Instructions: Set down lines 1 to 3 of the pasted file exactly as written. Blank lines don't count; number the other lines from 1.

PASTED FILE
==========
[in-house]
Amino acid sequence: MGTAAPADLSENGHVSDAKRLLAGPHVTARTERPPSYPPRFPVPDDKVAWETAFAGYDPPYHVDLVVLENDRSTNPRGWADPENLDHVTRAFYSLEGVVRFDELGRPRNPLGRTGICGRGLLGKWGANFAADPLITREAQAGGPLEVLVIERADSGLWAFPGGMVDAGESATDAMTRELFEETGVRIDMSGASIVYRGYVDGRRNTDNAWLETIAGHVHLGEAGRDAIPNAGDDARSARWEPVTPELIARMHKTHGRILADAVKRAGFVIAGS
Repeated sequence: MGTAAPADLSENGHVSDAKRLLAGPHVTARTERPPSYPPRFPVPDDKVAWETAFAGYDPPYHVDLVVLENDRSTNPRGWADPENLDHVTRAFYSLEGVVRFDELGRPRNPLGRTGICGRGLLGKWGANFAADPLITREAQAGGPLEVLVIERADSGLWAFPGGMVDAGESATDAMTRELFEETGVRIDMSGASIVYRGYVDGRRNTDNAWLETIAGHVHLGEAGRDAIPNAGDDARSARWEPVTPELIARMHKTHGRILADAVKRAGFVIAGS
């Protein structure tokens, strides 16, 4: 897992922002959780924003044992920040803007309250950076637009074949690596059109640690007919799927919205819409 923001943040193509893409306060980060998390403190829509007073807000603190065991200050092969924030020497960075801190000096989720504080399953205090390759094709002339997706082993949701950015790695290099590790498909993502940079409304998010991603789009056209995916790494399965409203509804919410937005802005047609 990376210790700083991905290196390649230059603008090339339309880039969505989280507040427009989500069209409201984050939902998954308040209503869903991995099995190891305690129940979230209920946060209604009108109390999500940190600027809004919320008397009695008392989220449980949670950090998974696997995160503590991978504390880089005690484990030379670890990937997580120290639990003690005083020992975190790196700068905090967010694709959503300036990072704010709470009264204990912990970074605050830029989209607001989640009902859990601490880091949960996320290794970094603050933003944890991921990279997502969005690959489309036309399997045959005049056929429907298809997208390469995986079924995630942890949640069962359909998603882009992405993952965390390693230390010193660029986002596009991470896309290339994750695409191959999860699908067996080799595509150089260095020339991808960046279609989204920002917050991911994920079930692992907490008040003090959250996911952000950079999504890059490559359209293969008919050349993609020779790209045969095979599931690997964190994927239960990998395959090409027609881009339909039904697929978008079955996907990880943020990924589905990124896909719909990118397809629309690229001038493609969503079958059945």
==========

[in-house]
Amino acid sequence: MGTAAPADLSENGHVSDAKRLLAGPHVTARTERPPSYPPRFPVPDDKVAWETAFAGYDPPYHVDLVVLENDRSTNPRGWADPENLDHVTRAFYSLEGVVRFDELGRPRNPLGRTGICGRGLLGKWGANFAADPLITREAQAGGPLEVLVIERADSGLWAFPGGMVDAGESATDAMTRELFEETGVRIDMSGASIVYRGYVDGRRNTDNAWLETIAGHVHLGEAGRDAIPNAGDDARSARWEPVTPELIARMHKTHGRILADAVKRAGFVIAGS
Repeated sequence: MGTAAPADLSENGHVSDAKRLLAGPHVTARTERPPSYPPRFPVPDDKVAWETAFAGYDPPYHVDLVVLENDRSTNPRGWADPENLDHVTRAFYSLEGVVRFDELGRPRNPLGRTGICGRGLLGKWGANFAADPLITREAQAGGPLEVLVIERADSGLWAFPGGMVDAGESATDAMTRELFEETGVRIDMSGASIVYRGYVDGRRNTDNAWLETIAGHVHLGEAGRDAIPNAGDDARSARWEPVTPELIARMHKTHGRILADAVKRAGFVIAGS